A Monetary Authority of Singapore spokesperson responded to Bloomberg‘s queries regarding the issue, stating: “As a listed company, Hyflux is required under SGX’s disclosure rules to provide investors with up-to-date, material information such as its financial condition and prospects.
“MAS and SGX continue to monitor the situation closely, including ensuring that Hyflux actively engages its investors, and provide regular and timely updates to the market on its restructuring plan,” added the spokesperson.
Hyflux to hold meeting with creditors early next month, will hold voting on issuance of new shares to Indonesian conglomerate Salim Group and energy firm Medco Group
Hyflux will be holding a meeting with its creditors on 5 Apr as a part of its financial restructuring process.
The meeting will comprise two classes of creditors: Firstly, unsecured creditors, including medium-term noteholders and 29 banks; secondly, holders of perpetual securities and preference shares.
Channel NewsAsia reported that the voting is likely to take place during two separate meetings on the same day for each creditor class.
At least 50 per cent in number and 75 per cent in value of each creditor class must approve the scheme before 5 Apr in order for it to pass.
“If one class fails, the scheme fails,” Hyflux said, according to The Straits Times.
In the event that the scheme receives the green light from both classes of creditors, an extraordinary general meeting will most likely be convened with ordinary shareholders to vote on the issue of new shares to SM Investments before 16 Apr.
More than 50 per cent of Hyflux’s ordinary shareholders are required to vote “yes” for the issue of new shares to SMI, a consortium of Indonesia’s conglomerate Salim Group and energy giant Medco Group.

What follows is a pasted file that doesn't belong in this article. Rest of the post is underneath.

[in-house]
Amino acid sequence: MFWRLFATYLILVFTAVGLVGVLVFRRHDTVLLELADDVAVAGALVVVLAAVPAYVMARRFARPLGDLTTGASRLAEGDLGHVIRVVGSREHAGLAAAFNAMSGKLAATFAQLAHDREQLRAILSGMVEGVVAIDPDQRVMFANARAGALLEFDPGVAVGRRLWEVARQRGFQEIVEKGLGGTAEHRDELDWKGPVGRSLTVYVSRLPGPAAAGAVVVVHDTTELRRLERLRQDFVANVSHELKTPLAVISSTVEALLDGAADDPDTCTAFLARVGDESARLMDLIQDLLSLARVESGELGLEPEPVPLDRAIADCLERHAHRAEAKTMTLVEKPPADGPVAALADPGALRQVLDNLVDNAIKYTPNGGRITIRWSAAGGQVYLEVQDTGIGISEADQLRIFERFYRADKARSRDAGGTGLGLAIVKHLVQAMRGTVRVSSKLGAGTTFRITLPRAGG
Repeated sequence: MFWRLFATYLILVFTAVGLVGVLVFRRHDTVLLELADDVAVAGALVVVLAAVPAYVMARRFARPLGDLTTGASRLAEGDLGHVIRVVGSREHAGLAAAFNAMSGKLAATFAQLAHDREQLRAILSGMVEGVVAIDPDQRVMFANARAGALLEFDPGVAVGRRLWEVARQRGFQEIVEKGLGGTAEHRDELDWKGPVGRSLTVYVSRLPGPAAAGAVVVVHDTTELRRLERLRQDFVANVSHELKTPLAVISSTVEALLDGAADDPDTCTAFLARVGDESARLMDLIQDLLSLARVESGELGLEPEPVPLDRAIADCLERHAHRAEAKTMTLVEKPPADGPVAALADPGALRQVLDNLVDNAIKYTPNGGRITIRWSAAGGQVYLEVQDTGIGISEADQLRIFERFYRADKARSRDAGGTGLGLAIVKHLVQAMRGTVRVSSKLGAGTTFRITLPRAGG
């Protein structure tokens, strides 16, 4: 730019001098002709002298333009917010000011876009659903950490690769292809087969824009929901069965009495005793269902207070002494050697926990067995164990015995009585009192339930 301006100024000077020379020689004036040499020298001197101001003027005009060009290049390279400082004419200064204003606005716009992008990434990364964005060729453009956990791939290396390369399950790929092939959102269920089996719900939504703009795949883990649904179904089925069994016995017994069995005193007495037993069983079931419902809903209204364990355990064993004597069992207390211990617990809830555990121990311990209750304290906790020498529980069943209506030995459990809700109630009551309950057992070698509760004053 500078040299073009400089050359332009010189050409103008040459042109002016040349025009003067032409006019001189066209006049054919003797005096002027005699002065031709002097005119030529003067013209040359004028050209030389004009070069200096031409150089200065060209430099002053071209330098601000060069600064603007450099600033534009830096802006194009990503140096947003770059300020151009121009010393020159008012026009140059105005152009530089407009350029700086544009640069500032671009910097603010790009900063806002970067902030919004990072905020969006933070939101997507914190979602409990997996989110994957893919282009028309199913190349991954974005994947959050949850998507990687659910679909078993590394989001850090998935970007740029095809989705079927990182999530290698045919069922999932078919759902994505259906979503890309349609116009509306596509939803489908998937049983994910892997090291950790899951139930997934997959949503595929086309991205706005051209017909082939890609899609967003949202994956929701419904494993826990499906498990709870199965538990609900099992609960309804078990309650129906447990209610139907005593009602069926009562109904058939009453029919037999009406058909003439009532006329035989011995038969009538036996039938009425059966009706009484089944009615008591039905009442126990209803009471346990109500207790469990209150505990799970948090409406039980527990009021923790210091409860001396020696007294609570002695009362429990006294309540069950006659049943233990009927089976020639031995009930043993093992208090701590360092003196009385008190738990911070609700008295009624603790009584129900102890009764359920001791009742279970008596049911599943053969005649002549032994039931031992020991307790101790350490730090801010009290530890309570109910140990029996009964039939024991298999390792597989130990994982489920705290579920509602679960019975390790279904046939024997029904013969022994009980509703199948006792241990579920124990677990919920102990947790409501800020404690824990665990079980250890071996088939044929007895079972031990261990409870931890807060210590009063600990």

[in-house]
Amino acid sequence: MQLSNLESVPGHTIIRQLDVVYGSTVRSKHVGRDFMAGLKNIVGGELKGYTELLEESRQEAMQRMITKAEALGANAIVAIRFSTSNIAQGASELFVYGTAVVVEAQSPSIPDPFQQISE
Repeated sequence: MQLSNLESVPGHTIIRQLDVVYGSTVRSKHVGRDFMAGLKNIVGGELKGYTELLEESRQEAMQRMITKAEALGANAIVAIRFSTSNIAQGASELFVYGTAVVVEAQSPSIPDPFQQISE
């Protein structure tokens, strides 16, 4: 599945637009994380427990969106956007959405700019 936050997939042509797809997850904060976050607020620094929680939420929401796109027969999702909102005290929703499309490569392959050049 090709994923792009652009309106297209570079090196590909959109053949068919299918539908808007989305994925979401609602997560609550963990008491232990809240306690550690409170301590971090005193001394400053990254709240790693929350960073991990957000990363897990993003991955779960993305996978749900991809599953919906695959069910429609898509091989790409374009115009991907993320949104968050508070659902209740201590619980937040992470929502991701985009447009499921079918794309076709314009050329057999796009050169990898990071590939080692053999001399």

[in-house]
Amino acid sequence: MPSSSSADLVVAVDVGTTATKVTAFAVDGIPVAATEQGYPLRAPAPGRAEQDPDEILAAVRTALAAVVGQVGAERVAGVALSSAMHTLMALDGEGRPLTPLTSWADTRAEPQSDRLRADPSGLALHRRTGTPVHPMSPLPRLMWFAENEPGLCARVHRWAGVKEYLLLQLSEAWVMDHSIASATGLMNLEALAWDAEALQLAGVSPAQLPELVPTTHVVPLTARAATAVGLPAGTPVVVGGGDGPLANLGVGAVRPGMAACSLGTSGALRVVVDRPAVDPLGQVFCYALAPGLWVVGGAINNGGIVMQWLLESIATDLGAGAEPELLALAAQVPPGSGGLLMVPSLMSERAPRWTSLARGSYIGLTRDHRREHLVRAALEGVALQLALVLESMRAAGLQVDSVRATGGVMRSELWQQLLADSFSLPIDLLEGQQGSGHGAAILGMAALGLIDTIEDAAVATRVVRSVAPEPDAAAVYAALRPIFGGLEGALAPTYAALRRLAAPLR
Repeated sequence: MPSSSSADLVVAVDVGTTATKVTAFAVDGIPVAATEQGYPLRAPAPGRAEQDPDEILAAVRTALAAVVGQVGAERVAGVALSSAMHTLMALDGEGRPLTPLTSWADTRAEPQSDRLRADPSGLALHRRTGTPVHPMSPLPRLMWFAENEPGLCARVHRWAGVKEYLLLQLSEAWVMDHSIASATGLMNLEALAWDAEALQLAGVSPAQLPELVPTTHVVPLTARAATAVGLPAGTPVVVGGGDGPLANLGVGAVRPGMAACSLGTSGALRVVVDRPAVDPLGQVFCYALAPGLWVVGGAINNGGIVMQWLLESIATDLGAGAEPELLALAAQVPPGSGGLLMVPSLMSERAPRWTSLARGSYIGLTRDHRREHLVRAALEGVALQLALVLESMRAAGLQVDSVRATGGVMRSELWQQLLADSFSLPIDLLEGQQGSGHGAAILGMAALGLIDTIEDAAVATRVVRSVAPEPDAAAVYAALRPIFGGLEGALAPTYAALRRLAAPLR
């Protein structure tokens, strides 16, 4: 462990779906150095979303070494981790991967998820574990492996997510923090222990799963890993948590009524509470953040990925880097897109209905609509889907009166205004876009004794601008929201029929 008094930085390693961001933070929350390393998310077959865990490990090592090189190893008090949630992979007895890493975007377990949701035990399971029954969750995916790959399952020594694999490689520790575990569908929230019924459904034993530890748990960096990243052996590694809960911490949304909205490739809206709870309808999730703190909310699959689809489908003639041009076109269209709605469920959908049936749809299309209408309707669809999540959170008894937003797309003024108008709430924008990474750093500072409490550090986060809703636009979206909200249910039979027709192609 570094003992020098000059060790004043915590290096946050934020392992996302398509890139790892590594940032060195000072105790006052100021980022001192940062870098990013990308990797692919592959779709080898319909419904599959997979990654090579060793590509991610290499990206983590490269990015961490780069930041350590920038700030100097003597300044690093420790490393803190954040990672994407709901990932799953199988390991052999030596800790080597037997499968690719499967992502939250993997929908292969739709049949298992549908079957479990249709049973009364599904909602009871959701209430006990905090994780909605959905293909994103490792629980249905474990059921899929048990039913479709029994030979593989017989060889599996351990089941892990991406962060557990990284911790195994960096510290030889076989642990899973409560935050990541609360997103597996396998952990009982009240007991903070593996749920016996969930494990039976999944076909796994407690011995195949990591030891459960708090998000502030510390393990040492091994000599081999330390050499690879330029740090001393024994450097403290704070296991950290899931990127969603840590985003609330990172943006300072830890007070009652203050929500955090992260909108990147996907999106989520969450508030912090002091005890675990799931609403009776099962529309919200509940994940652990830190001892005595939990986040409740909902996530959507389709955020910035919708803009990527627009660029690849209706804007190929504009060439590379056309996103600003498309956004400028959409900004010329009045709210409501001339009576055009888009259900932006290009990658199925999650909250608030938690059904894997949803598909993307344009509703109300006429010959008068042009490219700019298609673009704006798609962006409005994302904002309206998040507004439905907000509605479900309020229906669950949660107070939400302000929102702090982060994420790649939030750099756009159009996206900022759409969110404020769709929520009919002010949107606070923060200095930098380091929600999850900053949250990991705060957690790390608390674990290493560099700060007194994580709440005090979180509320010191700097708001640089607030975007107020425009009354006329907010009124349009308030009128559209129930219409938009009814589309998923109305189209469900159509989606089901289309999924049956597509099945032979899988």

Additionally, Hyflux will be holding a town hall meeting with its shareholders on 13 March.
Hyflux’s reorganisation plan entails the following:
- Approximately 34,000 registered holders of Hyflux’s perpetual securities and preference shares will receive a total of $27 million in cash and a 10.26 per cent share of the company after the restructuring plan is implemented, with them being owed $900 million by the firm;
- For every $1,000 invested, a holder of Hyflux’s perpetual securities and preference shares will receive only $106.54, or an implied return rate of 10.7 per cent, which will be distributed in the form of $30.15 in cash payout and $76.39 of implied value in the firm’s shares;
- Unsecured creditors who do not hold such securities and shares will receive a total of $232 million in cash and 27 per cent of shares;
- Medium-term holders are expected to receive $246.35 for every $1,000 they have invested, or an implied return rate of 24.6 per cent, which will be distributed in the form of a cash payout of $138.72 and $107.63 of implied value in the company’s shares; and
- Around 60 per cent of Hyflux’s share capital will be handed to SMI, which has agreed to inject $530 million in the firm.